This 35-year-old spends $55 a month photoshopping dogs—and has made $100,000 in just half a year
When Mandy Helwege's TikTok video about her side hustle went viral in November, she immediately knew what to do: She quit her job.
Burned out after 12 years in sales, the 35-year-old took the video's engagement as a sign to pursue her passion project full-time. For the three years prior, Helwege had run Seeing Double Edits – a business where she photoshops pictures of pets next to their younger selves – as a casual side hustle on Instagram, making only a few thousand dollars per year. Pursuing it full-time would be a huge gamble, no matter her TikTok popularity.
Today, that video has more than 2.4 million views, and Seeing Double Edits' Instagram account has more than 40,500 followers. More notably: After making just $4,000 from Seeing Double Edits last year, Helwege has taken home roughly $100,000 through June 2022 – most of the company's approximately $120,000 in revenue so far this year – according to documents reviewed by CNBC Make It.
Demand for the rest of the year remains high. Once per month, Helwege opens up 160 to 185 new slots of customer availability for the following month. She consistently sells out in 90 seconds, she says – and the overwhelming interest has pushed her workload to roughly 80 hours per week. In March, she hired an employee to pick up another 30 hours per week.
"Virtuality is a blessing and a curse," Helwege tells CNBC Make It. "It takes a lot of time and energy to create five new pieces of art every day."
Helwege says things are good, but for self-preservation purposes, she's actually hoping to plateau her business's trajectory. Here's what goes into her 80-hour workweek, and why her goal is to sustain her current business traction, rather than grow it.
Turning creativity into a business model
It all started as a fun idea for her Great Dane's Instagram account. When Helwege posted that first photoshopped image of her own dog, her friends flocked to it, and she gradually started building a following on Instagram.
But cuteness doesn't necessarily translate to glamour. As soon as Helwege's TikTok took off, orders flooded in, and she learned a couple of business lessons the hard way.
"I was so overwhelmed when it went viral, because I posted it thinking, 'OK, if I can get 25 orders from this, that'll be nice,'" Helwege says. "I ended up with hundreds of direct messages on Instagram, because that's how I used to take orders."
Quickly, she paid $314 to start a commerce website on GoDaddy.com, which takes 2.3% plus 30 cents of every sale. She then went through her Instagram inbox and made a list of the first 350 people who requested orders.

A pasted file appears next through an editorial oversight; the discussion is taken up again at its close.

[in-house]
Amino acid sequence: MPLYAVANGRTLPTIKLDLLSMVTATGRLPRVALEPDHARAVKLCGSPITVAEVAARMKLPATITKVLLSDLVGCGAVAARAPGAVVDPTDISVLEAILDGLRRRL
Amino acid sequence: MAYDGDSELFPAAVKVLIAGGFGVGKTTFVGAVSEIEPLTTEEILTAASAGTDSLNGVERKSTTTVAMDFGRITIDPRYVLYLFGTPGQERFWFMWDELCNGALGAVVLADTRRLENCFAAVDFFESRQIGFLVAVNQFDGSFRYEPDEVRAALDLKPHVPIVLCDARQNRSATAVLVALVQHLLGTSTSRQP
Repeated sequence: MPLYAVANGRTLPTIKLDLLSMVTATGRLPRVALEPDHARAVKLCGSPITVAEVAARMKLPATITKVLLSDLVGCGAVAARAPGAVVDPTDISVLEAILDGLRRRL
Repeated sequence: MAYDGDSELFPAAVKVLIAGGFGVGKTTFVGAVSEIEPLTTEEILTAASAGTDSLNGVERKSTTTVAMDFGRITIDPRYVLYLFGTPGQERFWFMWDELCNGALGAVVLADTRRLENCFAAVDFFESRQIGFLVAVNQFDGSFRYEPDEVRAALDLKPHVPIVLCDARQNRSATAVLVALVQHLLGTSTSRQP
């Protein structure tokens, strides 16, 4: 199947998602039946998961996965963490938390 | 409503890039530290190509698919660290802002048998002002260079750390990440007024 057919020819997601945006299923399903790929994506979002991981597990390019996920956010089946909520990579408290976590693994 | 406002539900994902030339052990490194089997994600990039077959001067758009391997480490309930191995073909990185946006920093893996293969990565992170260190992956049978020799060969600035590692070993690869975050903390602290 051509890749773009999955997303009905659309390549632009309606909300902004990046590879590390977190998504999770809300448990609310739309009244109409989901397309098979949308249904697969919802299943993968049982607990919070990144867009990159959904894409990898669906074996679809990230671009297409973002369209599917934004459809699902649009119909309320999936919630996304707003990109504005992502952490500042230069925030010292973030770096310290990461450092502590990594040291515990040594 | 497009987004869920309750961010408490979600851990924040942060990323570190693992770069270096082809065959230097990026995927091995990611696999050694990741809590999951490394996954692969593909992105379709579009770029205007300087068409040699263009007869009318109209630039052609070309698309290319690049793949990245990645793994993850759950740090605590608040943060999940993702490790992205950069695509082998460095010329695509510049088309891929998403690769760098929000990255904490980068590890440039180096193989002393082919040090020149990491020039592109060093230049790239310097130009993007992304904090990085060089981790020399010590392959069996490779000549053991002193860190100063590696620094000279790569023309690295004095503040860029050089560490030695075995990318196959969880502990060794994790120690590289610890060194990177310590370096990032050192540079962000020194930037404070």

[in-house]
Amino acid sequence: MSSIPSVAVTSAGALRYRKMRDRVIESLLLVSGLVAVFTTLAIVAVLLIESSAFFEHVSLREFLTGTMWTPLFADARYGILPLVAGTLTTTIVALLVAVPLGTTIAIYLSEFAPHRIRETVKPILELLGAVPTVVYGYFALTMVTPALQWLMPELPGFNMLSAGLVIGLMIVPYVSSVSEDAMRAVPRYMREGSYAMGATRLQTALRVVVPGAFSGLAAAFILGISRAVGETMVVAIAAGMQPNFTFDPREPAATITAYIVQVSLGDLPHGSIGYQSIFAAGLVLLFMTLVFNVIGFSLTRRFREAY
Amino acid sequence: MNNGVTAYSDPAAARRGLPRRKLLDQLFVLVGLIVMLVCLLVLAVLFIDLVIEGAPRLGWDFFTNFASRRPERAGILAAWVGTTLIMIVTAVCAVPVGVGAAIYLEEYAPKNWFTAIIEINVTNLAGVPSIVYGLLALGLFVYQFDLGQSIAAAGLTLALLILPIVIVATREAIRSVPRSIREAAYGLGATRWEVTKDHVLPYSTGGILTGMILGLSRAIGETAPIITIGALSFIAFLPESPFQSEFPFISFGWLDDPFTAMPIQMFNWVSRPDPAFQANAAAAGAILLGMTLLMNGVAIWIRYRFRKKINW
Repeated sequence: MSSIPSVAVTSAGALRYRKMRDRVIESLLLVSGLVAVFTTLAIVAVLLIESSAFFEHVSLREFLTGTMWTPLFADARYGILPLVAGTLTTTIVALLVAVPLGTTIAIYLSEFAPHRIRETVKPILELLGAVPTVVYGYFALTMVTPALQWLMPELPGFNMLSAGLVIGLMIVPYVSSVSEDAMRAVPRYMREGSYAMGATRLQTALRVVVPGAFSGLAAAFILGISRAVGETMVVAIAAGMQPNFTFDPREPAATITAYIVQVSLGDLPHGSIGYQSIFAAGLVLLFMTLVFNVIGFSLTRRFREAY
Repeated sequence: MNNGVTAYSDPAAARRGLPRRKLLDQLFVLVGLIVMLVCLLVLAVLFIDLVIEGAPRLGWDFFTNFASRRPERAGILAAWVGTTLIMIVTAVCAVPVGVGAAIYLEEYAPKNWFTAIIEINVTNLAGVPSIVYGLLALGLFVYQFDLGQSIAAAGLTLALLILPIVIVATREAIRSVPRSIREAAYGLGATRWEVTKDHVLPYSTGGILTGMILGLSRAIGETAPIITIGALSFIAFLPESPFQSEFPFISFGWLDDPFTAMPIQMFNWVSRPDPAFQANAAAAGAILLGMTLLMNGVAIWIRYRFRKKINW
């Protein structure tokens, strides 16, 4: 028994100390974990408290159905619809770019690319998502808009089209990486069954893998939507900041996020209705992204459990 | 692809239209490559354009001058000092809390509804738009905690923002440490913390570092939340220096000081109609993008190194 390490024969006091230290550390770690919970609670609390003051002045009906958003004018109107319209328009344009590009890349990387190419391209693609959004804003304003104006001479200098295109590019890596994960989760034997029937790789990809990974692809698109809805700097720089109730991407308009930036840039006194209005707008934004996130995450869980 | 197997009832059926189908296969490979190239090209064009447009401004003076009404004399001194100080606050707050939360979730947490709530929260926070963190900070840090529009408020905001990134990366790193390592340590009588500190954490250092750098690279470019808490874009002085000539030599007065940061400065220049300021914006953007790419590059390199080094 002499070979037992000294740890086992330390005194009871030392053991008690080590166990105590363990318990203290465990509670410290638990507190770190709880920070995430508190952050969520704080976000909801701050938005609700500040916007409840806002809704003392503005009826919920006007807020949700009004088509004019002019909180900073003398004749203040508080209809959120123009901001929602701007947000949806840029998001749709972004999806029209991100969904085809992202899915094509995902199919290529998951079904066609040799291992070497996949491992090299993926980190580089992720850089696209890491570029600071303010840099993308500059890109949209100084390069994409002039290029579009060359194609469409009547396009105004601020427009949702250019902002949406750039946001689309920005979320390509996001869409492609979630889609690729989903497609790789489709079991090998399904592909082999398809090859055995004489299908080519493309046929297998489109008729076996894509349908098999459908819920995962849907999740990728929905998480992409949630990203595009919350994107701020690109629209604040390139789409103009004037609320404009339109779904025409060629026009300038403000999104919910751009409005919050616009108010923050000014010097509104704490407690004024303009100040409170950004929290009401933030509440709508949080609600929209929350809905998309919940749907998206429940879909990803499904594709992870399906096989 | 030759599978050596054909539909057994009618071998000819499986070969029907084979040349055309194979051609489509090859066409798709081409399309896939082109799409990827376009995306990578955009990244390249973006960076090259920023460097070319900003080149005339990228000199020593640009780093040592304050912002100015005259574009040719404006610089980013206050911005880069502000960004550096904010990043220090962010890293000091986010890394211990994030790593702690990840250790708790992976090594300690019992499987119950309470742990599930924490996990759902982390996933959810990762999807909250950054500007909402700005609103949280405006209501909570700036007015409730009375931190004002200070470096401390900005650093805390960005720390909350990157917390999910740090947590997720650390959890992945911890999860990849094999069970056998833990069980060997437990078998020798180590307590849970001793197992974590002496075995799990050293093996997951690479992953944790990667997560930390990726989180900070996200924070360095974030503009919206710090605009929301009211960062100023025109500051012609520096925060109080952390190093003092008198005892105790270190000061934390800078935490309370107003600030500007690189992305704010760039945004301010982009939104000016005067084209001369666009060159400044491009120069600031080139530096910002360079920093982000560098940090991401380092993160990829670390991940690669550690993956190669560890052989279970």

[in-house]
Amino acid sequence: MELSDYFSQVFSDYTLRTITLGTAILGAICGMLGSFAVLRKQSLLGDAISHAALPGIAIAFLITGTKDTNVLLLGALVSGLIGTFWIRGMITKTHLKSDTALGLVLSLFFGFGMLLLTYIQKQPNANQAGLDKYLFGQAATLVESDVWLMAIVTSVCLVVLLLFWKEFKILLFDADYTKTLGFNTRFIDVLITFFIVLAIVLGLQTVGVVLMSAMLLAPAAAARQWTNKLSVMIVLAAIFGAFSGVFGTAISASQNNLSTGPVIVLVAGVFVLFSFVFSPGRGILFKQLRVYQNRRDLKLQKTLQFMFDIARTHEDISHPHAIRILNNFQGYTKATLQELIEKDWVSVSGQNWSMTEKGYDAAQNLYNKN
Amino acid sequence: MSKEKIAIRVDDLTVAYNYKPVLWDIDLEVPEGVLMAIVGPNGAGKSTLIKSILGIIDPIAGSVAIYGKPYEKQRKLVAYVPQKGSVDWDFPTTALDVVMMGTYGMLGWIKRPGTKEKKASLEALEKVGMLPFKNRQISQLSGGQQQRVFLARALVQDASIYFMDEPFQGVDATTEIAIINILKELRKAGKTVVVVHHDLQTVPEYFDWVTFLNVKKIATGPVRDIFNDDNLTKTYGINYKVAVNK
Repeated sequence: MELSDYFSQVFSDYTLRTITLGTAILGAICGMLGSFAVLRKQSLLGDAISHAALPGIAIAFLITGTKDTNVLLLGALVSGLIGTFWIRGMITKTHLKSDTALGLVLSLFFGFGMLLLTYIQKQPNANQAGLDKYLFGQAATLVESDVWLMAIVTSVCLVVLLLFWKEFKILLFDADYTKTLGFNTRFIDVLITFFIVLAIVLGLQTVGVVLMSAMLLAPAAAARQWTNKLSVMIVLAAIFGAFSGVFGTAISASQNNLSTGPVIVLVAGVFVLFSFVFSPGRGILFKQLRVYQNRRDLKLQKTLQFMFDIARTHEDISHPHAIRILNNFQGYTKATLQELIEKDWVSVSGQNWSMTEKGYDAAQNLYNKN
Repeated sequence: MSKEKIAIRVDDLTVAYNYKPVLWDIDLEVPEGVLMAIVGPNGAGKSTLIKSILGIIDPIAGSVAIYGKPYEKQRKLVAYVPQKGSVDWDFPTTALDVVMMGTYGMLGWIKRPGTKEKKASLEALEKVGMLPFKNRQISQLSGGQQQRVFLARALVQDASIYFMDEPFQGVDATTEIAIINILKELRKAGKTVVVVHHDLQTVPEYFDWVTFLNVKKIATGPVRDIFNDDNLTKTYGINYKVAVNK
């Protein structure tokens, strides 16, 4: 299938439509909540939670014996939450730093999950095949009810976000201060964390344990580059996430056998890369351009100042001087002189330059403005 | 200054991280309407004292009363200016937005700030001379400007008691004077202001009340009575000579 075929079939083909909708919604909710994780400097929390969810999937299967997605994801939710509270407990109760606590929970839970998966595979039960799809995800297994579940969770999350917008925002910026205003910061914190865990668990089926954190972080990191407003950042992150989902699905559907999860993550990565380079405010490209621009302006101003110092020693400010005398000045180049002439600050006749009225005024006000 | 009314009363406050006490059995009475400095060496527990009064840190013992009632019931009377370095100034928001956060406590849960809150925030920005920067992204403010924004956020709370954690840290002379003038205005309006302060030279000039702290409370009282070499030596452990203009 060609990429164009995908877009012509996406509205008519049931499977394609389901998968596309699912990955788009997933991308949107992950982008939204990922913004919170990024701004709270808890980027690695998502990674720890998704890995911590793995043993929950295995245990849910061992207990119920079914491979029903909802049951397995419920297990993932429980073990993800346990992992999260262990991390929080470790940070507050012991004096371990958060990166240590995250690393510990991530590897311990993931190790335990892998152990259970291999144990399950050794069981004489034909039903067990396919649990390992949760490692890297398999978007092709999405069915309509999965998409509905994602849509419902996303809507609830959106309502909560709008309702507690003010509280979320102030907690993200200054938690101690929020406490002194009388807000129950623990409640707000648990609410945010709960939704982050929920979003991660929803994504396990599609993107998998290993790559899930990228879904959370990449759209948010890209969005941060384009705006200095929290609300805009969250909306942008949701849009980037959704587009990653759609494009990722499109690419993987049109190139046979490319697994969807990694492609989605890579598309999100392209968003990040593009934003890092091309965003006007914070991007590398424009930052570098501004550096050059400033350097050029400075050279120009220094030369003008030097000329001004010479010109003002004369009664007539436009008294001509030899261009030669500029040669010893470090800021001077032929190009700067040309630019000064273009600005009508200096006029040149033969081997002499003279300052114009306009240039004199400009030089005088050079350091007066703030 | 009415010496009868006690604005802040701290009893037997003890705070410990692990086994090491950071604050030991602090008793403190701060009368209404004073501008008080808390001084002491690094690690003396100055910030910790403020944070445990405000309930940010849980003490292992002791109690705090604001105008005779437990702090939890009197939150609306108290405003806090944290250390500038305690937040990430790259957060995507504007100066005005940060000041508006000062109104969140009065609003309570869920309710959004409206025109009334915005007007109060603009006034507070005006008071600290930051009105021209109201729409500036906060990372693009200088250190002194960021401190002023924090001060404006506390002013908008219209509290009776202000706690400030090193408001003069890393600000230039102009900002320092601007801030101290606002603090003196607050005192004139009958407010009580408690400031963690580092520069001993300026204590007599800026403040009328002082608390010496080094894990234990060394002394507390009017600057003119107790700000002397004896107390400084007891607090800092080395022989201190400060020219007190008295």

Multiple of those 350 people ended up ghosting her, or refusing to pay for the hours she spent on their art, so she set up a reservation system – $10 for next month's orders, $20 for this month's orders – and started capping orders, initially at around 150 per month.
Today, Helwege pays roughly $55 per month to host her website and run Adobe Photoshop and Lightroom on her personal computer. And with each piece now starting at $125, she makes more than double her monthly fees during every two- to five-hour project.
Keeping up with demand
By March, demand grew high enough for Helwege to hire her lone employee – and test her business's bandwidth. The next month, she upped Seeing Double Edits' monthly capacity to 230 reservations. The company made $25,000 in the process.
But it wasn't sustainable: She worked 18 hours per day that month, and she became scared of potentially growing to hate her passion.
So, she scaled back. Friends and family tell her she could raise prices and still sell out, she says. Her response: She wants to keep her art affordable for her audience, and says making $45 to $50 per hour for her work is a perfectly reasonable way to make a living.
The relatively low prices also help Helwege stand out against other Instagram art businesses: Seeing Double Edits represents just a small portion of the online art market, which was worth $13.3 billion in 2021, according to a recent report from investment bank UBS and art show company Art Basel.
"I'm never going to be the artist that wants to charge as much as possible," Helwege says. "I have such a big heart for animal lovers and pet parents, and I realize we're not always the wealthiest. I love the sentiment of being able to provide everyday working Americans who love their pets [with] the ability to have a piece of beautiful artwork on their walls."
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